Four quarters were not enough to decide a champion of the Clovis West Nike Invitational Saturday night.
Neither was five or six enough, either.
Instead, it took three overtimes, but the Clovis West Golden Eagles defeated the Clovis North Broncos, 102-94, in an instant classic won by the tournament hosts but not necessarily dominated by them.
The Golden Eagles won their first Nike Invitational boys’ basketball championship since 2017 and improved to a perfect 10-0 record, admittedly by the skin of their own teeth.
“[Clovis North] deserved the game, I think, more than we did,” said Clovis West head coach Vance Walberg. “I thought they played harder than we did tonight, which hurts me.
“Sometimes, it’s better to be lucky than good, and we were lucky tonight.”
There were so many chances for the game to slip away from Clovis West. The Golden Eagles trailed by as much as 16 in the third quarter, roared back to tie it up, only to fall behind by five, 62-57, with under five minutes left in the fourth.
Clovis West battled back, tied the game again, and had an answer for every Clovis North score. When freshman Bronco Loukas Jones connected on a right-handed floater to take a 68-66 lead with 37 seconds left, Clovis West’s Trey Carr laid one up to send the game into overtime.
It appeared Clovis West’s “luck” ran out in the first overtime when Clovis North, holding onto a 78-76 lead, gave the inbounds pass to Jaylen Bryant with 14 seconds remaining and four seconds left on the shot clock. Bryant’s layup attempt got wedged between the backboard and rim, resulting in a jump ball and granting possession to Clovis North with a reset shot clock.
Clovis West was forced to foul, and Clovis North had a chance to ice the game with two free throws.
The first free throw attempt missed, and Clovis West sent the game into a second overtime with a layup from 6-foot-7 senior Tyus Parrish-Tillman.
The second overtime was full of twists and turns, with three buckets to either tie or take the lead made between both teams in the final 40 seconds. Two of those shots came from Clovis West junior Issac Martinez, who led the Golden Eagles with 31 points.
Clovis North, once again, came painfully close to winning at the end of the second overtime – this time, inches away.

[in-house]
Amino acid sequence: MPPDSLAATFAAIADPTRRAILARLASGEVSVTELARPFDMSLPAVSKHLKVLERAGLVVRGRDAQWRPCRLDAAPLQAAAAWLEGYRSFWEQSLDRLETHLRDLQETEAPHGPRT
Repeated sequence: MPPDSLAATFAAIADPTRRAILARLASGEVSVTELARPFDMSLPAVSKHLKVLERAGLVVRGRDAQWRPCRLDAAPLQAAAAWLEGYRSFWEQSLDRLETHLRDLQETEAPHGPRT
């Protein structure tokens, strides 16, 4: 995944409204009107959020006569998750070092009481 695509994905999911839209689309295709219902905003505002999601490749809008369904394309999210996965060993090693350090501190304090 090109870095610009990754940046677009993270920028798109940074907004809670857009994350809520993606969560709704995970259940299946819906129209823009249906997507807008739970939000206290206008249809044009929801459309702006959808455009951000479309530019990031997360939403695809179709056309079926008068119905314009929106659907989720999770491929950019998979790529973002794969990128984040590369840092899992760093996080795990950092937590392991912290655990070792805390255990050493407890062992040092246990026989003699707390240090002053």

The Broncos had one last shot with 0.6 seconds remaining, and Niko Jones put his inbounds pass in the perfect spot for an unguarded, leaping Jordan Espinoza to tip it in. His momentum carried him too far and his shot was too strong as the game entered triple overtime.
Clovis West pulled away in the seventh period to win the first of at least three battles this season between the Tri-River Athletic Conference rivals. Clovis North (6-1), along with West, is considered a favorite to compete in the Open Division playoffs, so a fourth matchup isn’t entirely out of the question.
As for the first meeting Saturday night, a momentum-shifting third quarter made the difference. The Broncos dominated the first half and the early part of the third quarter, their leading scorer Connor Amundsen scoring 15 of his game-high 33 points before halftime.
But Clovis West went on a 15-2 run in the third as Clovis North was called for eight fouls compared to zero for Clovis West.
“When it’s eight-zero [for fouls],” said Clovis North head coach Tony Amundsen, “Clovis West can be more aggressive because they have zero fouls, and now Clovis West is in the bonus, so it has a huge influence on the game. It completely changes your defense, the way you guard them, your aggressiveness, and then allows them to be more aggressive.”
Foul trouble coupled with turnovers doomed the Broncos, but as much as Saturday night was about what Clovis North didn’t do, Clovis West’s new stars also stepped up and seized the moment. Along with Martinez’s 31, Parrish-Tillman scored 25 points, Carr scored 15, and Zack Chauhan chipped in 10.
“The beauty about this team is that the last four years, we relied on Cole [Anderson] to bounce out of holes all the time,” Walberg said. “Now we don’t have Cole, so one night it might be Issac, one night it might be Tyus, one night it might be Marshel [Sanders] or Trey or Jackson [Young]. We have a little bit more balance, but we have to become a lot more consistent.”